Obama and the Politics of the Keystone XL Pipeline
The Politics of the Keystone XL Pipeline
President Barack Hussein Obama, in order to extend the payroll tax cut he favored, was forced to make a decision regarding the Keystone XL Pipeline by February 21, 2012. Legislation, passed by the Democrat-controlled Senate, required that the Keystone XL Pipeline go forward unless Obama declared that it was not in the national interest. Obama did that Wednesday, January 18, 2012. Then, in an amazing display of chutzpah, he blamed Republicans for forcing him to make the decision. He says that Republicans “forced his hand” to make the decision. Obama said, “I’m disappointed that Republicans in Congress forced this decision….”
Representative Fred Upton (R-MI), chairman of the House Energy and Commerce Committee, said: “Canada is going to develop this no matter what, and that oil is either going to come to the United States or it’s going to go to a place like China. We want it here.”
After announcing his decision on the Keystone XL Pipeline that killed 20,000 jobs, Obama went to DisneyWorld to promote tourism jobs. Ironic? With Cinderella’s castle as his backdrop, Obama said: “America is open for business.” He then went up to NYC, to Manhattan, for campaign fundraisers, charging up to $38,500 per partier. On the same day he killed the Keystone project, Obama released his first campaign ad of 2012, highlighting his record on energy jobs. Even more ironically, the ad touted his ethics record. And as the outrage over the Solyndra scandal (and others) grows, Obama had the nerve to sprinkle his inaugural campaign spot with solar panels.
And here are reactions from Democrats about Obama’s Keystone XL Pipeline decision:
- Rep. Jim Matheson (D-UT): “This delay is just playing politics with American jobs and American energy security.”
- Rep. Jason Altmire (D-PA): “The rejection of the Keystone XL pipeline permit is a missed opportunity to drastically turn this economy around. This pipeline would have created thousands of new jobs and helped to ensure our energy independence.”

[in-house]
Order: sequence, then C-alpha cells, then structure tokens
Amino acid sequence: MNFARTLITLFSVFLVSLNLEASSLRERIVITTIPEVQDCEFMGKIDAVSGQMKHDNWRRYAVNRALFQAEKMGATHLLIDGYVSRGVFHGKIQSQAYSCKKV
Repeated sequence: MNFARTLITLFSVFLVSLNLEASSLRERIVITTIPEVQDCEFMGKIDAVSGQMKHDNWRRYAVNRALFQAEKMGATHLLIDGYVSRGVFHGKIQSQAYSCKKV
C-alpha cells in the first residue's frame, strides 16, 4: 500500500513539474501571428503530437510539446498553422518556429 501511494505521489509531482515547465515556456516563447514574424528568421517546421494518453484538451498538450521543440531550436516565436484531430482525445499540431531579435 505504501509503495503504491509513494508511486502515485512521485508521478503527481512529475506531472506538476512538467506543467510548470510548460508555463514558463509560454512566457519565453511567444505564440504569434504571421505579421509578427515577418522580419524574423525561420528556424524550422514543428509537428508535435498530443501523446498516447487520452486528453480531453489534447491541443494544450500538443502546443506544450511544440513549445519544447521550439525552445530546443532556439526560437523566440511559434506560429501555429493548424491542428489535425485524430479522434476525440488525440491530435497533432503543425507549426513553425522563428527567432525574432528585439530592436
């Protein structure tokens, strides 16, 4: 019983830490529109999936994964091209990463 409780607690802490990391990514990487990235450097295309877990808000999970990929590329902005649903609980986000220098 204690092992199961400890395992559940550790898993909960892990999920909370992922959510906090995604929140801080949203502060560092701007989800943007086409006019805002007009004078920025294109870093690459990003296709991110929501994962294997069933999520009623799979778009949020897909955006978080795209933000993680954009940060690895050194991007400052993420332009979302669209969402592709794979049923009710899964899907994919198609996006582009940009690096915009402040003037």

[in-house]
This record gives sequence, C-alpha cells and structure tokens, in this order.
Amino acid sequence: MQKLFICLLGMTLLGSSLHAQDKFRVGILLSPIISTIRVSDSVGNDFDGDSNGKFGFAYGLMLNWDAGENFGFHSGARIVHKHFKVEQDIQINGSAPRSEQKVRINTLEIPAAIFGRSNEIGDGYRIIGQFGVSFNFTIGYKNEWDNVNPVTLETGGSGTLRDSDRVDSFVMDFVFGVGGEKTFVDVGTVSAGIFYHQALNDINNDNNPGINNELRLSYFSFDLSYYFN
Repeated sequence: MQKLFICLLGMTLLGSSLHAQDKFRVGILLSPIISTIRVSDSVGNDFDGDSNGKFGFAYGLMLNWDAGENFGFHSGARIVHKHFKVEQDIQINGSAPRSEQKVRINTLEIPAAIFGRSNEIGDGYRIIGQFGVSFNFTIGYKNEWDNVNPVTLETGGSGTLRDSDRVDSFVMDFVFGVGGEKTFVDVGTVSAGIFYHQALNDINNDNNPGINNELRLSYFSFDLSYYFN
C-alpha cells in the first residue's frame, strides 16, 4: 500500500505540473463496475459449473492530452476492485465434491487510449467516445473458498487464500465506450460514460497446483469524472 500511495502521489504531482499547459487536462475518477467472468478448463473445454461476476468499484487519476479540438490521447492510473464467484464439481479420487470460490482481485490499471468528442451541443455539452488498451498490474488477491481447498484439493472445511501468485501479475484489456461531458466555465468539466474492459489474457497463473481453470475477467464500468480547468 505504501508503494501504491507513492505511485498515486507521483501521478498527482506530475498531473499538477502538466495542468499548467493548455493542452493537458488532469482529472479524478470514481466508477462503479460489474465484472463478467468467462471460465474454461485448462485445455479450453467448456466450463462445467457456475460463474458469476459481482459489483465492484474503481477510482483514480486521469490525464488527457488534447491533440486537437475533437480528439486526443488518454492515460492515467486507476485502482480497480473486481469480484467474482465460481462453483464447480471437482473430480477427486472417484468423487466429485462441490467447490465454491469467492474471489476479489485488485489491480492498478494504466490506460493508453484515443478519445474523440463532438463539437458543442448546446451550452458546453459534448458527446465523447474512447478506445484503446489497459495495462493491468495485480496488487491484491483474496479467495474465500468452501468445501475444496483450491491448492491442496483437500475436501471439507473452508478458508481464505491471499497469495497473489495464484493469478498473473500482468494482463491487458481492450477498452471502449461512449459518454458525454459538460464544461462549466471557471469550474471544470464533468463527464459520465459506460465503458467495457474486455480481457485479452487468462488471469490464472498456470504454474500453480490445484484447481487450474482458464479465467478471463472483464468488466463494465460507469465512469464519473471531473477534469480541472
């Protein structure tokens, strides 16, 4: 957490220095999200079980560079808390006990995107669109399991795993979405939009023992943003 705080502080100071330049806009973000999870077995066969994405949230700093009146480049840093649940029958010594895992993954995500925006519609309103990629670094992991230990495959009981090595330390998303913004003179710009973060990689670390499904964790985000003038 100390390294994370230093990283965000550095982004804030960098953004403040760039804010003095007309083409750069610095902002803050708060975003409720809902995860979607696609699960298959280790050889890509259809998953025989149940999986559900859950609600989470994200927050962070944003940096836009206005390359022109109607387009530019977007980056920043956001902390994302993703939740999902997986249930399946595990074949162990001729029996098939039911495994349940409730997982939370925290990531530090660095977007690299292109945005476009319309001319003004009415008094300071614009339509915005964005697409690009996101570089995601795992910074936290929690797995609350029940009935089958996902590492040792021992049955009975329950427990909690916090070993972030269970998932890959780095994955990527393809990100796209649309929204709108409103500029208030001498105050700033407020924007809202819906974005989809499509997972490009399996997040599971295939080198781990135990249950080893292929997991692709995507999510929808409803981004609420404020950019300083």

- Sen. Joe Manchin (D-WV): “President Obama’s decision on the Keystone XL pipeline is a major setback for the American economy, American workers, and America’s energy independence.”
Keystone XL Pipeline Rejected
Obama announced that he will deny a permit for the Keystone XL pipeline and blamed Republicans for imposing a “rushed and arbitrary deadline” which he said did not give officials enough time. White House Press Secretary Jay Carney said that the “arbitrary deadline” made an adequate review “virtually impossible.” Obama said that his decision was not based on the “merits” of the plan, but on the forced timeline. “As the State Department made clear last month, the rushed and arbitrary deadline insisted on by congressional Republicans prevented a full assessment of the pipeline’s impact, especially the health and safety of the American people, as well as our environment,â€ Obama said. “As a result, the Secretary of State has recommended that the application be denied. And after reviewing the State Department’s report, I agree.” But the State Department has been reviewing the initial proposal for three years.
Conservative and Industry Reaction To Cancellation
Jack N. Gerard, president of the American Petroleum Institute, said: “How can you say you are for jobs and reject the largest shovel-ready project in America today? Mr. President, what are you thinking?” Kevin Book, an energy analyst at Clearview Energy Partners, said that even an approval in 2013 could still have “important implications for North American supply” because it would establish a six- or seven-year process for approval of pipelines that cross national borders. US Chamber of Commerce president and CEO Thomas Donohue said: “This political decision offers hard evidence that creating jobs is not a high priority for this administration.” He continued, “By placing politics over policy, the Obama administration is sacrificing tens of thousands of good-paying American jobs in the short term, and many more than that in the long term.”